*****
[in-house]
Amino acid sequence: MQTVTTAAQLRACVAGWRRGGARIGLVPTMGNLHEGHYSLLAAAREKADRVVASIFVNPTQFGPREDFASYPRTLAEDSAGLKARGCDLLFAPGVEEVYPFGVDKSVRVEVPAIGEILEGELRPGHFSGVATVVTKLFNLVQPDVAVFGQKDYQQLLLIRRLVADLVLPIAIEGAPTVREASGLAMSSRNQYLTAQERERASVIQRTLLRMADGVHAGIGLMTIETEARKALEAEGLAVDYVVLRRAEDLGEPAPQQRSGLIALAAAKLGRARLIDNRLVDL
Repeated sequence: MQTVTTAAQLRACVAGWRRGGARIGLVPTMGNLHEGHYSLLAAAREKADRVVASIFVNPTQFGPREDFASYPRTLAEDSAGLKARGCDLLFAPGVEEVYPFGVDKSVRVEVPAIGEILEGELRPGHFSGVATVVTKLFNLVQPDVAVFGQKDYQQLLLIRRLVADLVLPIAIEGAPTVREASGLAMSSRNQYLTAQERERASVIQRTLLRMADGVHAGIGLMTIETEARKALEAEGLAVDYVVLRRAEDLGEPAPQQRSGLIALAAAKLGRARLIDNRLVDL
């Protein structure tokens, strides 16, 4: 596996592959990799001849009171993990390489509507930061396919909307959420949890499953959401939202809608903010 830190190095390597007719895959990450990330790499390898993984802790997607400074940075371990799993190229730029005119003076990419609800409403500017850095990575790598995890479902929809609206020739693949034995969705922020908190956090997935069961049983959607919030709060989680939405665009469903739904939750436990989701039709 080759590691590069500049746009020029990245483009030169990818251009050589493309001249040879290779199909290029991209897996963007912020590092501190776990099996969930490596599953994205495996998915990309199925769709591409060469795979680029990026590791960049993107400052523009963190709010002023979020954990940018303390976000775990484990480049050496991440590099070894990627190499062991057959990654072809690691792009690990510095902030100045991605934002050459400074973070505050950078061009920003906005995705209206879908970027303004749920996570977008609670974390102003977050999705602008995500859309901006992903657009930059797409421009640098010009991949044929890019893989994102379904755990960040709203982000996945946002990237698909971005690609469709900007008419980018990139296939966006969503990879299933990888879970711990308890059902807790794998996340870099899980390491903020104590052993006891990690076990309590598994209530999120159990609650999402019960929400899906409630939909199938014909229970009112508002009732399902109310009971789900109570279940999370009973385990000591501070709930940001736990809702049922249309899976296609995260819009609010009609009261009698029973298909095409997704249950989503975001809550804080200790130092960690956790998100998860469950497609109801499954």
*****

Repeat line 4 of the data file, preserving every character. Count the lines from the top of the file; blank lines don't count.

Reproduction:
């Protein structure tokens, strides 16, 4: 596996592959990799001849009171993990390489509507930061396919909307959420949890499953959401939202809608903010 830190190095390597007719895959990450990330790499390898993984802790997607400074940075371990799993190229730029005119003076990419609800409403500017850095990575790598995890479902929809609206020739693949034995969705922020908190956090997935069961049983959607919030709060989680939405665009469903739904939750436990989701039709 080759590691590069500049746009020029990245483009030169990818251009050589493309001249040879290779199909290029991209897996963007912020590092501190776990099996969930490596599953994205495996998915990309199925769709591409060469795979680029990026590791960049993107400052523009963190709010002023979020954990940018303390976000775990484990480049050496991440590099070894990627190499062991057959990654072809690691792009690990510095902030100045991605934002050459400074973070505050950078061009920003906005995705209206879908970027303004749920996570977008609670974390102003977050999705602008995500859309901006992903657009930059797409421009640098010009991949044929890019893989994102379904755990960040709203982000996945946002990237698909971005690609469709900007008419980018990139296939966006969503990879299933990888879970711990308890059902807790794998996340870099899980390491903020104590052993006891990690076990309590598994209530999120159990609650999402019960929400899906409630939909199938014909229970009112508002009732399902109310009971789900109570279940999370009973385990000591501070709930940001736990809702049922249309899976296609995260819009609010009609009261009698029973298909095409997704249950989503975001809550804080200790130092960690956790998100998860469950497609109801499954």